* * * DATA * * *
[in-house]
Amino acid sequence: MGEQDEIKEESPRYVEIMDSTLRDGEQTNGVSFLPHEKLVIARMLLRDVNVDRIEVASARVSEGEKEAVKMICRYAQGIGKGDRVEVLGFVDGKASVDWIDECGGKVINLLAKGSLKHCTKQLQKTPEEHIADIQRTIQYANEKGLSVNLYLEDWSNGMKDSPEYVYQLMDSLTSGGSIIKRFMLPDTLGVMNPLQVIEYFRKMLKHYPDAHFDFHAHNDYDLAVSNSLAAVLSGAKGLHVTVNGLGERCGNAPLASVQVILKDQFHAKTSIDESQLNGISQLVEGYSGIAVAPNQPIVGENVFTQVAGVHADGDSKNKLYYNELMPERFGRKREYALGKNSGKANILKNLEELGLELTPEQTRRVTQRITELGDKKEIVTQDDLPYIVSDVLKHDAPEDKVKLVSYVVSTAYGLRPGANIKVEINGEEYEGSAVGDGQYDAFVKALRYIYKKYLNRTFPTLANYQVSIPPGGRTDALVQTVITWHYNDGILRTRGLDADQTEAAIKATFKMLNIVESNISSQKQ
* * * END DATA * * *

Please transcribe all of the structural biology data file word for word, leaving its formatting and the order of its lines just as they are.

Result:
[in-house]
Amino acid sequence: MGEQDEIKEESPRYVEIMDSTLRDGEQTNGVSFLPHEKLVIARMLLRDVNVDRIEVASARVSEGEKEAVKMICRYAQGIGKGDRVEVLGFVDGKASVDWIDECGGKVINLLAKGSLKHCTKQLQKTPEEHIADIQRTIQYANEKGLSVNLYLEDWSNGMKDSPEYVYQLMDSLTSGGSIIKRFMLPDTLGVMNPLQVIEYFRKMLKHYPDAHFDFHAHNDYDLAVSNSLAAVLSGAKGLHVTVNGLGERCGNAPLASVQVILKDQFHAKTSIDESQLNGISQLVEGYSGIAVAPNQPIVGENVFTQVAGVHADGDSKNKLYYNELMPERFGRKREYALGKNSGKANILKNLEELGLELTPEQTRRVTQRITELGDKKEIVTQDDLPYIVSDVLKHDAPEDKVKLVSYVVSTAYGLRPGANIKVEINGEEYEGSAVGDGQYDAFVKALRYIYKKYLNRTFPTLANYQVSIPPGGRTDALVQTVITWHYNDGILRTRGLDADQTEAAIKATFKMLNIVESNISSQKQ